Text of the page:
You Inspire Me. You Make Me Brave.

{By Sara Sophia}

if we look closely
the sunspots in our eyes
become lions and bears made of fire.

they glimmer and bare their teeth

i counted the freckles on her cheeks.
There are 27.
tomorrow they will multiply.

tracks left
by lions
by bears
constellations mapped out across her
perfect
little
face.

and the day is all fierceness and flame.

bright like four lives in a jar
set free.

and they laugh louder under God’s gaze
and shoot up to pluck stars from the heavens

Mercy is this firepit

burning away the chaff
of every broken day before.

(written for my children after reading my favorite poet-mama)

(photo credit)

Nearly four years ago I sat in front of a computer screen with the idea of starting a blog.

My world had grown so small I could hardly breathe.



days that build me

{by John Blase, the beautiful due}

Vintage bathing suits

I went with them yesterday, ‘them’ being the three females in my life. Two of them, my daughters, needed swimsuits because, well, it’s summer. The third of ‘them’, also known as their mother, had warned me: you know they want buhkeeknees, right? I said I had heard that word several times of late but had always tried to change the subject. For example -

Daughter: Dad, I really really want a buhkeeknee.

Me: Sweet-girl, have you finished reading Rob Bell’s book yet?

Anyway, I went along yesterday, I felt it needed to be a father’s day on some level. So I stood in a store called Justice and leaned against a waiting-wall while three video screens assaulted my senses with some little tweener-boy trying to sing ‘Broken Hallelujah.’ I kid you not. As the poor kid butchered a classic I eyed my girls’ feet below the 3/4 dressing room door, feet I know well, toes I’ve counted, this little piggy and stuff like that. Their not-so-little-anymore feet skittered around accompanied by growing-girl giggles…

broken hallelujahs to my heart.



The Falling Away of Everything Wrong.

{by Kari of Through a Glass Darkly}

photo credit.

I keep telling Mike that being at the pool is going to give me plenty of fodder to write my Great American Novel. There are so many things to observe at the pool, so much of humanity (and flesh) on display. It reminds me that there really is nothing new under the sun. (Except possibly my blindingly white skin.)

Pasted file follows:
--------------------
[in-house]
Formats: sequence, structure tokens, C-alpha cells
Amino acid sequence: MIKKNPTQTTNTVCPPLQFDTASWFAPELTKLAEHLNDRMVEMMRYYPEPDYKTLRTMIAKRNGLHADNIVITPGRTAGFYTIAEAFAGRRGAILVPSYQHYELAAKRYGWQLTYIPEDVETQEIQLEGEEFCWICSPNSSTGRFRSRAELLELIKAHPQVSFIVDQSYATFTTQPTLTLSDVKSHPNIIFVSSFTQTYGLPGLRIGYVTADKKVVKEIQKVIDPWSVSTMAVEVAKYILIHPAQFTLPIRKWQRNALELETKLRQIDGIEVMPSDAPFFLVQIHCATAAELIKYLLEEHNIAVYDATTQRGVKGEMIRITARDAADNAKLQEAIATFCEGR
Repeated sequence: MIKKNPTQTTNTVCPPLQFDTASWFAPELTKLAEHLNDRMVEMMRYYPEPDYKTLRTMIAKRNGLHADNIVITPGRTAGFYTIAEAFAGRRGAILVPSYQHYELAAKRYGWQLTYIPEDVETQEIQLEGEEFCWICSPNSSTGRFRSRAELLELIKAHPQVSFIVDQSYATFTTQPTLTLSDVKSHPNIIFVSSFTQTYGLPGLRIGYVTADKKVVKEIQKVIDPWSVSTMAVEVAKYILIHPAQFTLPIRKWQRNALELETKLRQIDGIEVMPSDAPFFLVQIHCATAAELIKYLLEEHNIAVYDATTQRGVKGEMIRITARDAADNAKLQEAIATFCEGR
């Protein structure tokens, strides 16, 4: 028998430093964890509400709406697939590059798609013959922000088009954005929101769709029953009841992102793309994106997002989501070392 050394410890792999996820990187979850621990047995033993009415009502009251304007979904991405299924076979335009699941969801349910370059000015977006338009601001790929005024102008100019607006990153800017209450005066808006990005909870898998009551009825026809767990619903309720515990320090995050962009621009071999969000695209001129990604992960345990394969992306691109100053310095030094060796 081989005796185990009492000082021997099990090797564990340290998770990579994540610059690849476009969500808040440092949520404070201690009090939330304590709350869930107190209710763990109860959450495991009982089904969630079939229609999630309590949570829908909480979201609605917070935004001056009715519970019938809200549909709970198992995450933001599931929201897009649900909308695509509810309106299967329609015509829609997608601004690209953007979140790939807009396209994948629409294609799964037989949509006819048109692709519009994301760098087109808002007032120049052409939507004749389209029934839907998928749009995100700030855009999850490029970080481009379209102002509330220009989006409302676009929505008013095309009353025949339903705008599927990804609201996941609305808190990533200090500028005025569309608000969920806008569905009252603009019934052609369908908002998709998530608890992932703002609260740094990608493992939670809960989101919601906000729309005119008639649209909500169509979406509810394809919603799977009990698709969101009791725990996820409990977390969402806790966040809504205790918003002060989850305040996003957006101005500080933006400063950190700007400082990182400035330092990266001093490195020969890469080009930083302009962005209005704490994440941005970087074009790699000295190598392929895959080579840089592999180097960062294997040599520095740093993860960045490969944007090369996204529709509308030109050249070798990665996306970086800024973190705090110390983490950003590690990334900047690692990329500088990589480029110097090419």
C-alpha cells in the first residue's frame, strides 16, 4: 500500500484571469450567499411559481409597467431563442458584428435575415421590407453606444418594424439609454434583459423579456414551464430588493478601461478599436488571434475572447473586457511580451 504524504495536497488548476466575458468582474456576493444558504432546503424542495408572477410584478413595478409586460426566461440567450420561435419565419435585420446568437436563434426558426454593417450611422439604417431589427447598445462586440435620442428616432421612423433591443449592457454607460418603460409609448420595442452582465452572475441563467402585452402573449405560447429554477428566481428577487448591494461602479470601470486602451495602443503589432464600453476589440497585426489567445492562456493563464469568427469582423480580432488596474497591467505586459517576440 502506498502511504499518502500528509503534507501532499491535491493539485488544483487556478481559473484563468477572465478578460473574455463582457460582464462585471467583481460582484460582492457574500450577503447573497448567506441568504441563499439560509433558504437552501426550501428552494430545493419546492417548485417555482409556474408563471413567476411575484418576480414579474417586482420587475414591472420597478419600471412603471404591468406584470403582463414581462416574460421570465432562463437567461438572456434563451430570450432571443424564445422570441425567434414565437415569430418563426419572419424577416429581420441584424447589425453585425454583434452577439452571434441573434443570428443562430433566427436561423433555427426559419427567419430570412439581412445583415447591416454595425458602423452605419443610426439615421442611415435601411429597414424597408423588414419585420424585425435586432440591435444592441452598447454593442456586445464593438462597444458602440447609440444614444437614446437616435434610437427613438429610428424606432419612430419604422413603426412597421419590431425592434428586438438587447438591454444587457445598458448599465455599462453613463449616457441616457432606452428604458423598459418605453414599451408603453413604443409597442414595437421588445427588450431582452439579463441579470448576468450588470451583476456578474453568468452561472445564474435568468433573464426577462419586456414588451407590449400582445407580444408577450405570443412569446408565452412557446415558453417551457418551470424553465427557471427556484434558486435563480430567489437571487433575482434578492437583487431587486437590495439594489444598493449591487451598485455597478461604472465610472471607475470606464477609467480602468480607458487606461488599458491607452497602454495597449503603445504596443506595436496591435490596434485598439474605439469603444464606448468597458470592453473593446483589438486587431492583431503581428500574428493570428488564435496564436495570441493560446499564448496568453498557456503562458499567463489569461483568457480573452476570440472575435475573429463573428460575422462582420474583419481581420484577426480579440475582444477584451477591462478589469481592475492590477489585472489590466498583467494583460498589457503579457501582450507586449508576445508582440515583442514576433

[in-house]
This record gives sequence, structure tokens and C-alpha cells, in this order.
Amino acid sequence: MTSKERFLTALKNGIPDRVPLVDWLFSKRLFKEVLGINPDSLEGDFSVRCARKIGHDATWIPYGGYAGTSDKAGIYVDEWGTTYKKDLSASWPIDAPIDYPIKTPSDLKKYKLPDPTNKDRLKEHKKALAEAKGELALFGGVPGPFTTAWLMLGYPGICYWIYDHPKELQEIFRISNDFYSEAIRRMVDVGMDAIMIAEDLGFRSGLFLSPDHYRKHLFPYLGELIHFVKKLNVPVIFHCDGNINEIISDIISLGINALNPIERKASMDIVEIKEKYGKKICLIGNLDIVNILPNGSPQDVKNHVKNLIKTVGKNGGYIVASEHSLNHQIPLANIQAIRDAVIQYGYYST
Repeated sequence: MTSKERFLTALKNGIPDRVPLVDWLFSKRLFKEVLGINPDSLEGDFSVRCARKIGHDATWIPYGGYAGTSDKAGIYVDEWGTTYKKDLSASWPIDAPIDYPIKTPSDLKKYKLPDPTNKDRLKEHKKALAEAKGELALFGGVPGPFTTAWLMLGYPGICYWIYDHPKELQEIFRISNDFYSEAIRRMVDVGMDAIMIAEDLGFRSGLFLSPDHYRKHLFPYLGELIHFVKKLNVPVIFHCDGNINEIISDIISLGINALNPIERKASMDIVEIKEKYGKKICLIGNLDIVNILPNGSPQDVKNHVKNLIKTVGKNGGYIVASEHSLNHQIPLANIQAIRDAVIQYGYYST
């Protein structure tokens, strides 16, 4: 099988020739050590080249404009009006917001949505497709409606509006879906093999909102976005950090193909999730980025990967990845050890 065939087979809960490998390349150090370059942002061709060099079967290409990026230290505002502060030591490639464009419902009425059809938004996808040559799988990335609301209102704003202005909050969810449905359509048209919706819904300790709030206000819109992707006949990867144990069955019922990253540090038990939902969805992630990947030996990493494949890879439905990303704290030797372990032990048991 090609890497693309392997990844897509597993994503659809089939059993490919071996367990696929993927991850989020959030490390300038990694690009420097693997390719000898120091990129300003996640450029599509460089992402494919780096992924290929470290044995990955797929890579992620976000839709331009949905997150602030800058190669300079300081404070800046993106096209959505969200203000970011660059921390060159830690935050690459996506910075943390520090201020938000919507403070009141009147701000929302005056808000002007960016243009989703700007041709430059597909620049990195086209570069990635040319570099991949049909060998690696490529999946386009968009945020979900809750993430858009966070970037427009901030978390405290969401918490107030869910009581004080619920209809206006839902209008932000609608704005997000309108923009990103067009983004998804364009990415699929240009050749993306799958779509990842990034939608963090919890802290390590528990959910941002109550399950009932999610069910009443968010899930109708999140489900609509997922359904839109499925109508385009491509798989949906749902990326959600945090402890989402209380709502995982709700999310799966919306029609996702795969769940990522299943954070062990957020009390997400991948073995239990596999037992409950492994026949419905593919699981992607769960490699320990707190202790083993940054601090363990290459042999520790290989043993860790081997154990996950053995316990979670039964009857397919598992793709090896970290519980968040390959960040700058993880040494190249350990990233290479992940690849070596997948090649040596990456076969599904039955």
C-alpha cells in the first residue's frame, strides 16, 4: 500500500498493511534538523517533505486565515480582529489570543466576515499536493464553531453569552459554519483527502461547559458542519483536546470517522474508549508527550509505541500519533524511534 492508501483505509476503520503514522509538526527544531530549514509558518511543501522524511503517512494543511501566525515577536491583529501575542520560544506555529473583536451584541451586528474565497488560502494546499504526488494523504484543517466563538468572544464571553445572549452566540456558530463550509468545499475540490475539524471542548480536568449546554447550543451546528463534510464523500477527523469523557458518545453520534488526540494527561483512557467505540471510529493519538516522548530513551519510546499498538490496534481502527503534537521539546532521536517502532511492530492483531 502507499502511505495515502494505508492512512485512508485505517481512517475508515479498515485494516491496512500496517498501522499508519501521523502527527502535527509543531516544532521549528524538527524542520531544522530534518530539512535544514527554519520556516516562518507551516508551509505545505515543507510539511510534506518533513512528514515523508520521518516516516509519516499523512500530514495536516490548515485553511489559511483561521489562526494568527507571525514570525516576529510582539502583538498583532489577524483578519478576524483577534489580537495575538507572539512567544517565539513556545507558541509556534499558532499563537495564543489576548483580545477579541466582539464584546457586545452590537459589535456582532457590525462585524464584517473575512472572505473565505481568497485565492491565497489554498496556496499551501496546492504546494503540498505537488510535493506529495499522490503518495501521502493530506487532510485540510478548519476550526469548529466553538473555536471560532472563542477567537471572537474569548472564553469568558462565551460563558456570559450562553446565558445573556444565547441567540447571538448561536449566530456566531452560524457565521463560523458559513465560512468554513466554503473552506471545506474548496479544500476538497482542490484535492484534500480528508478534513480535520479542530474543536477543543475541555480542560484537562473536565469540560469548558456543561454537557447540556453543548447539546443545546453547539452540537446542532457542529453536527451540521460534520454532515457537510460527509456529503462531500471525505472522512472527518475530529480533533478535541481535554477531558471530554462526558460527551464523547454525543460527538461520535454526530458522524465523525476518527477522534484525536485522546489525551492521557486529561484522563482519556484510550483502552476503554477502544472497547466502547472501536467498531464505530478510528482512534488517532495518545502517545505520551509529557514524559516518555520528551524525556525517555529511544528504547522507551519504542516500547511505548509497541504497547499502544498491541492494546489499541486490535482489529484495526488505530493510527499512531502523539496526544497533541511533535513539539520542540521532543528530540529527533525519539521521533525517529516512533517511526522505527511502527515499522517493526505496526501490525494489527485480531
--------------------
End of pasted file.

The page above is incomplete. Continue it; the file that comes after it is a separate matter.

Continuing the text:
It is still hard for me to watch those girls that I never was: the confident ones in the tiny bikinis with their perfect tans and their perfect hair and their perfect boyfriends to rub sunscreen on their shoulders (get a room!). I relate more to the ones who are holding back, shy in their bathing suits, aware of their flaws. Of course, they don’t have to be wearing bathing suits to be that shy. I see it at school, too – the girls who, somehow, aren’t awkward at all. And the girls who are profoundly aware of their own awkwardness. I am sometimes overwhelmed with the feeling that I need to take these girls aside, the shy bathing-suit clad, the awkward, and tell them: You might not be like the girls over there, but you are still wonderful. There are things I wouldn’t say, because I know they would not hear them: You will look back and realize you were looking pretty great after all. And: At the same time, you would never go back and relive these days for anything.

But I know, like all the rest of us, they will have to figure those things out for themselves. So I sit in my chair and watch and pray and root for them to find their way.

There has been a lot of dress talk in my house lately. I have seen a lot of magazine pictures that I know I could never live up to, all those tall leggy women who tower over me. I have been very tired and my class has been very frustrating and the economy has everyone worried about their jobs. I have forgotten things I needed to do. I have not lived up to my own expectations. I have not felt beautiful, inside or out. In the midst of that, I ran across this poem.



Her Mother

{by Gillian Marchenko}

photo credit

Last year in a Ukrainian court room, a stern looking judge asked me to rise. “Mrs. Marchenko, can you be a good mother to this child?” I had been coached beforehand by our adoption coordinator to answer ‘da,’ yes in Russian. Instead, though, I burst into tears.